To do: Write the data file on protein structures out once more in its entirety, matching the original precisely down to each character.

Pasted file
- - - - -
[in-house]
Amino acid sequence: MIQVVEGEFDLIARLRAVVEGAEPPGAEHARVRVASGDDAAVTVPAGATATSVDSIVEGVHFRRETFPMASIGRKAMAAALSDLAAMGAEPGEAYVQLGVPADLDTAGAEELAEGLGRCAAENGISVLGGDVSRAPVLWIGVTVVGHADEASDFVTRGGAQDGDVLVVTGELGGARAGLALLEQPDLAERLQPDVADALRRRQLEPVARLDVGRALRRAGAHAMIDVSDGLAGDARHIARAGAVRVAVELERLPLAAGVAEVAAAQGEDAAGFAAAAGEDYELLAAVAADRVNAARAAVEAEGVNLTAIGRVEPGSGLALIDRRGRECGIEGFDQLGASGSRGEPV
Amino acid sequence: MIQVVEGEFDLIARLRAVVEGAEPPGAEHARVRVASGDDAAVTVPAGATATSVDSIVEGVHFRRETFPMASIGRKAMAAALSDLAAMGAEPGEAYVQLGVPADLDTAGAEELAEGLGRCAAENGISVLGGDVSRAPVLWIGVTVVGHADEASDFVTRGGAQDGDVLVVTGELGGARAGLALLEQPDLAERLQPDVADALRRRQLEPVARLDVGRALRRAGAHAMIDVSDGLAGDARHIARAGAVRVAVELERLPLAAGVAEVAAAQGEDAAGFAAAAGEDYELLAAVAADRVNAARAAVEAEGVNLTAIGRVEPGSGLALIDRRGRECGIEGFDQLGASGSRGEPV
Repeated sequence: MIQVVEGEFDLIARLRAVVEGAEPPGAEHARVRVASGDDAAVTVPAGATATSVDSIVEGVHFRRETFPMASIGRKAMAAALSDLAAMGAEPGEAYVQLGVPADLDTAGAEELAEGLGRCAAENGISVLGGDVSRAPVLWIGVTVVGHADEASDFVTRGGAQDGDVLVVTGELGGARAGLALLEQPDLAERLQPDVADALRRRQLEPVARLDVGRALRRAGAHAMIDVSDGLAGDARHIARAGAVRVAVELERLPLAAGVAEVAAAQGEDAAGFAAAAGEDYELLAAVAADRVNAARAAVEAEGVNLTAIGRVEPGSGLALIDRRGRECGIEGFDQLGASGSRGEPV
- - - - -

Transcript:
[in-house]
Amino acid sequence: MIQVVEGEFDLIARLRAVVEGAEPPGAEHARVRVASGDDAAVTVPAGATATSVDSIVEGVHFRRETFPMASIGRKAMAAALSDLAAMGAEPGEAYVQLGVPADLDTAGAEELAEGLGRCAAENGISVLGGDVSRAPVLWIGVTVVGHADEASDFVTRGGAQDGDVLVVTGELGGARAGLALLEQPDLAERLQPDVADALRRRQLEPVARLDVGRALRRAGAHAMIDVSDGLAGDARHIARAGAVRVAVELERLPLAAGVAEVAAAQGEDAAGFAAAAGEDYELLAAVAADRVNAARAAVEAEGVNLTAIGRVEPGSGLALIDRRGRECGIEGFDQLGASGSRGEPV
Amino acid sequence: MIQVVEGEFDLIARLRAVVEGAEPPGAEHARVRVASGDDAAVTVPAGATATSVDSIVEGVHFRRETFPMASIGRKAMAAALSDLAAMGAEPGEAYVQLGVPADLDTAGAEELAEGLGRCAAENGISVLGGDVSRAPVLWIGVTVVGHADEASDFVTRGGAQDGDVLVVTGELGGARAGLALLEQPDLAERLQPDVADALRRRQLEPVARLDVGRALRRAGAHAMIDVSDGLAGDARHIARAGAVRVAVELERLPLAAGVAEVAAAQGEDAAGFAAAAGEDYELLAAVAADRVNAARAAVEAEGVNLTAIGRVEPGSGLALIDRRGRECGIEGFDQLGASGSRGEPV
Repeated sequence: MIQVVEGEFDLIARLRAVVEGAEPPGAEHARVRVASGDDAAVTVPAGATATSVDSIVEGVHFRRETFPMASIGRKAMAAALSDLAAMGAEPGEAYVQLGVPADLDTAGAEELAEGLGRCAAENGISVLGGDVSRAPVLWIGVTVVGHADEASDFVTRGGAQDGDVLVVTGELGGARAGLALLEQPDLAERLQPDVADALRRRQLEPVARLDVGRALRRAGAHAMIDVSDGLAGDARHIARAGAVRVAVELERLPLAAGVAEVAAAQGEDAAGFAAAAGEDYELLAAVAADRVNAARAAVEAEGVNLTAIGRVEPGSGLALIDRRGRECGIEGFDQLGASGSRGEPV